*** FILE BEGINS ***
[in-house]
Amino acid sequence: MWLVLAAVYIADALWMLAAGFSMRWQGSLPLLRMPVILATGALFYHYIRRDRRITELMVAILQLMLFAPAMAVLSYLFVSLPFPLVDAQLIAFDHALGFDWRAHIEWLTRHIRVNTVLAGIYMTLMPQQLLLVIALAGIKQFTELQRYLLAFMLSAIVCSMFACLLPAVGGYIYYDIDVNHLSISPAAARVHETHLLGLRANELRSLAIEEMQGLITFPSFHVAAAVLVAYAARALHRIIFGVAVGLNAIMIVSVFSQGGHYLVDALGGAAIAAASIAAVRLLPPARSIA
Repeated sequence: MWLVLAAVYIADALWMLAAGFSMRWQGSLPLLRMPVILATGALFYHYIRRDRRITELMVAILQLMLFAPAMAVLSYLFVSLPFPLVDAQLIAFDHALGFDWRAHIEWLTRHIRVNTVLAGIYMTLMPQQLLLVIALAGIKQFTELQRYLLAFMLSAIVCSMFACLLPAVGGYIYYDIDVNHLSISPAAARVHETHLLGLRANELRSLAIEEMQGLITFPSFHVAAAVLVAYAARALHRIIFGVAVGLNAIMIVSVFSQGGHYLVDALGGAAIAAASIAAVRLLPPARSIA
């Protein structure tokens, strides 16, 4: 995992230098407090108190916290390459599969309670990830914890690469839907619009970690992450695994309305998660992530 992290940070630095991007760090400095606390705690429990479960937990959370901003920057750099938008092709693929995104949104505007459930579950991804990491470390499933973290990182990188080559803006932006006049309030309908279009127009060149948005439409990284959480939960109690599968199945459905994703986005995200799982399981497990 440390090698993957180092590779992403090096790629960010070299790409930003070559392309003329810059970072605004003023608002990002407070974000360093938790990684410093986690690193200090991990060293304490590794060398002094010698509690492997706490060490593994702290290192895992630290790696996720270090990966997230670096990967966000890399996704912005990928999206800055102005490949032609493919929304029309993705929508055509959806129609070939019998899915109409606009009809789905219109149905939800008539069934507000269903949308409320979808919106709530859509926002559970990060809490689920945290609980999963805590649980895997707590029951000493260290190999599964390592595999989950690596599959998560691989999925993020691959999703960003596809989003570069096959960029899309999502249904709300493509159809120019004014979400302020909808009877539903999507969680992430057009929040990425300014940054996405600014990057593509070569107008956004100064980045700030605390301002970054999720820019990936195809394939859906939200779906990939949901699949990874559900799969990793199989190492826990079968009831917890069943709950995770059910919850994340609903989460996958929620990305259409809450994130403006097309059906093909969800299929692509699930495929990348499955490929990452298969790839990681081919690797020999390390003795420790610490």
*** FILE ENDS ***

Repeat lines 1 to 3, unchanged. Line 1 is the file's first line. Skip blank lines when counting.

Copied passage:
[in-house]
Amino acid sequence: MWLVLAAVYIADALWMLAAGFSMRWQGSLPLLRMPVILATGALFYHYIRRDRRITELMVAILQLMLFAPAMAVLSYLFVSLPFPLVDAQLIAFDHALGFDWRAHIEWLTRHIRVNTVLAGIYMTLMPQQLLLVIALAGIKQFTELQRYLLAFMLSAIVCSMFACLLPAVGGYIYYDIDVNHLSISPAAARVHETHLLGLRANELRSLAIEEMQGLITFPSFHVAAAVLVAYAARALHRIIFGVAVGLNAIMIVSVFSQGGHYLVDALGGAAIAAASIAAVRLLPPARSIA
Repeated sequence: MWLVLAAVYIADALWMLAAGFSMRWQGSLPLLRMPVILATGALFYHYIRRDRRITELMVAILQLMLFAPAMAVLSYLFVSLPFPLVDAQLIAFDHALGFDWRAHIEWLTRHIRVNTVLAGIYMTLMPQQLLLVIALAGIKQFTELQRYLLAFMLSAIVCSMFACLLPAVGGYIYYDIDVNHLSISPAAARVHETHLLGLRANELRSLAIEEMQGLITFPSFHVAAAVLVAYAARALHRIIFGVAVGLNAIMIVSVFSQGGHYLVDALGGAAIAAASIAAVRLLPPARSIA